“The ceremony is performed, and then all of that goes back out into nature,” Delgado said. “So it’s very temporary.”
How ‘Yellow Dirt’ and Feodorov came to be
“Yellow Dirt” is the exhibit of 12 paintings created by Feodorov that hang in the room across from “Night Skies.” The exhibit was, for one reason, necessary to make because of Kennedy’s connection to the uranium mines and Navajo sandpaintings, Feodorov said.
(Provided and taken by Madeline Melragon, student curator and commercial photography major at OHIO
John Feodorv, the artist behind “Yellow Dirt”, speaks at an event about the paintings at the Kennedy Art Museum.
“And for me that just seemed like a bolt of lightning,” Feodorov said. “This has to be done. This exhibition has to happen and it needs to be specific.”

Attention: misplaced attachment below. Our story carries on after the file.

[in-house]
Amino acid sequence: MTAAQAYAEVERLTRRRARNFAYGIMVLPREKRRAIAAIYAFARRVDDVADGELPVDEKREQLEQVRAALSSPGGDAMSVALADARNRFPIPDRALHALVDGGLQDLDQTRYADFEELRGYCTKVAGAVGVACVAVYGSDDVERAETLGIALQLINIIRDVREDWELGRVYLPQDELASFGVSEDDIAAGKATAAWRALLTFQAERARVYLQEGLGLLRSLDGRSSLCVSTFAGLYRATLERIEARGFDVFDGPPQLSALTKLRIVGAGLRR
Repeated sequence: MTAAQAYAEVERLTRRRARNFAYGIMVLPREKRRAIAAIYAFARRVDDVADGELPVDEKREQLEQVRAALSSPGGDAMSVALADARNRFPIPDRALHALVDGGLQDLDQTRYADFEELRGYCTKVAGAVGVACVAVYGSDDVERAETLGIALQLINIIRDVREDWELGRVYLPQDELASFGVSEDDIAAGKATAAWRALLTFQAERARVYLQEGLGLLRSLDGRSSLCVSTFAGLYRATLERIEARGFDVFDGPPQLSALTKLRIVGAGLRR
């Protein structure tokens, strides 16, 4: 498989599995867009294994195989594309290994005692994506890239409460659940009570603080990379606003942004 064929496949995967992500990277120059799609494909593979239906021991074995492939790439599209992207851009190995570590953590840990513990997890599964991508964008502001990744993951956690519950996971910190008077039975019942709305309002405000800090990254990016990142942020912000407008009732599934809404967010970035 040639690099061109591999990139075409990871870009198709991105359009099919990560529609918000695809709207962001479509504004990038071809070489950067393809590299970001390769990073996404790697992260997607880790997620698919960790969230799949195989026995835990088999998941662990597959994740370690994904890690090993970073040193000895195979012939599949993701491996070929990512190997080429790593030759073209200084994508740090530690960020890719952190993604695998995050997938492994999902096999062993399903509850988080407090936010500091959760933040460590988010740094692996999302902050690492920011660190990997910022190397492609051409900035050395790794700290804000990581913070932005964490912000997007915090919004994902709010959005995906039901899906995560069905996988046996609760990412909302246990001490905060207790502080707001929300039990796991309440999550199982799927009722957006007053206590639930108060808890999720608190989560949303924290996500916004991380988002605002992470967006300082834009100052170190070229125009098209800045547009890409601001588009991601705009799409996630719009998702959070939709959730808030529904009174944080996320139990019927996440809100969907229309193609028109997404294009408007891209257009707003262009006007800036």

Shades of yellow, pink, brown and gray painted in various rectangular shapes and rigid and smooth textures on the 12 wooden panels resemble the environmental and health crisis caused by the abandoned uranium mines on and near the Navajo reservation in the collection.
When Feodorov studied drawing and painting at California State University, Long Beach, he became frustrated with art being used as a commodity to sell to rich people. Feodorov dropped out of college for a while but returned once he realized he could make art to respond to personal experiences and figuring out how the world works.
“We think of everything in our culture as valuable if it amounts to a career,” Feodorov said. “I’ve been painting and making art all my life without ever getting paid for it. I’m not making it to sell or to make money. I’m making it because I need to make it.”
While growing up in Southern California, Feodorov remembered loving music and art but he was different from his peers. In school, Feodorov refused to say the Pledge of Allegiance during the Cold War, and was bullied for his Navajo heritage.